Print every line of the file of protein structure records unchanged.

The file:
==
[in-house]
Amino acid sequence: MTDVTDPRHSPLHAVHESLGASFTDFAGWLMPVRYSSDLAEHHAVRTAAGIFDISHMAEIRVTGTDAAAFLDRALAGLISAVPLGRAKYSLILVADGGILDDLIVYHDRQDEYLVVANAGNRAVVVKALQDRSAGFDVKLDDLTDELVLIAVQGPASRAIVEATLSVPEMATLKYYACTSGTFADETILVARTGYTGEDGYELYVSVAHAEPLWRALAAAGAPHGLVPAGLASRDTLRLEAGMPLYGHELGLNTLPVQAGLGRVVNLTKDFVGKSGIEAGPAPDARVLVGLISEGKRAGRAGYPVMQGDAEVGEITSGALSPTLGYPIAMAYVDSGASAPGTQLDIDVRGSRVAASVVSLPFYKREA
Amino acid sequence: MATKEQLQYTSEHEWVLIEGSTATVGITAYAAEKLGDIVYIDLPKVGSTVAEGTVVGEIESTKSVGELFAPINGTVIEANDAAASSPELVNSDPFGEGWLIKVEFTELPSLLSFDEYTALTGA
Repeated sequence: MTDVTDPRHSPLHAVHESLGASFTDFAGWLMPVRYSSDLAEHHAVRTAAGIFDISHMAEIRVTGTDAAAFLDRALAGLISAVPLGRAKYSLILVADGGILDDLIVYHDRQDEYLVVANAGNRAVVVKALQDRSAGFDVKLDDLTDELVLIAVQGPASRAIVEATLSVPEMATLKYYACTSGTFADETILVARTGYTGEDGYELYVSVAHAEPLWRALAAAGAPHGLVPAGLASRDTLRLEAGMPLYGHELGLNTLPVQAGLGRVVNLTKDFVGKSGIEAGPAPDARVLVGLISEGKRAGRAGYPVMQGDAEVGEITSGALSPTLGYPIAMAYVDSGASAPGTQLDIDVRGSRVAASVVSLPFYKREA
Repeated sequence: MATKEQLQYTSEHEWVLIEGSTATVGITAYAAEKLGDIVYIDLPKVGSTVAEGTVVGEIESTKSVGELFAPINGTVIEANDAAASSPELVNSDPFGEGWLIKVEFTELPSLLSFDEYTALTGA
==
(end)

[in-house]
Amino acid sequence: MTDVTDPRHSPLHAVHESLGASFTDFAGWLMPVRYSSDLAEHHAVRTAAGIFDISHMAEIRVTGTDAAAFLDRALAGLISAVPLGRAKYSLILVADGGILDDLIVYHDRQDEYLVVANAGNRAVVVKALQDRSAGFDVKLDDLTDELVLIAVQGPASRAIVEATLSVPEMATLKYYACTSGTFADETILVARTGYTGEDGYELYVSVAHAEPLWRALAAAGAPHGLVPAGLASRDTLRLEAGMPLYGHELGLNTLPVQAGLGRVVNLTKDFVGKSGIEAGPAPDARVLVGLISEGKRAGRAGYPVMQGDAEVGEITSGALSPTLGYPIAMAYVDSGASAPGTQLDIDVRGSRVAASVVSLPFYKREA
Amino acid sequence: MATKEQLQYTSEHEWVLIEGSTATVGITAYAAEKLGDIVYIDLPKVGSTVAEGTVVGEIESTKSVGELFAPINGTVIEANDAAASSPELVNSDPFGEGWLIKVEFTELPSLLSFDEYTALTGA
Repeated sequence: MTDVTDPRHSPLHAVHESLGASFTDFAGWLMPVRYSSDLAEHHAVRTAAGIFDISHMAEIRVTGTDAAAFLDRALAGLISAVPLGRAKYSLILVADGGILDDLIVYHDRQDEYLVVANAGNRAVVVKALQDRSAGFDVKLDDLTDELVLIAVQGPASRAIVEATLSVPEMATLKYYACTSGTFADETILVARTGYTGEDGYELYVSVAHAEPLWRALAAAGAPHGLVPAGLASRDTLRLEAGMPLYGHELGLNTLPVQAGLGRVVNLTKDFVGKSGIEAGPAPDARVLVGLISEGKRAGRAGYPVMQGDAEVGEITSGALSPTLGYPIAMAYVDSGASAPGTQLDIDVRGSRVAASVVSLPFYKREA
Repeated sequence: MATKEQLQYTSEHEWVLIEGSTATVGITAYAAEKLGDIVYIDLPKVGSTVAEGTVVGEIESTKSVGELFAPINGTVIEANDAAASSPELVNSDPFGEGWLIKVEFTELPSLLSFDEYTALTGA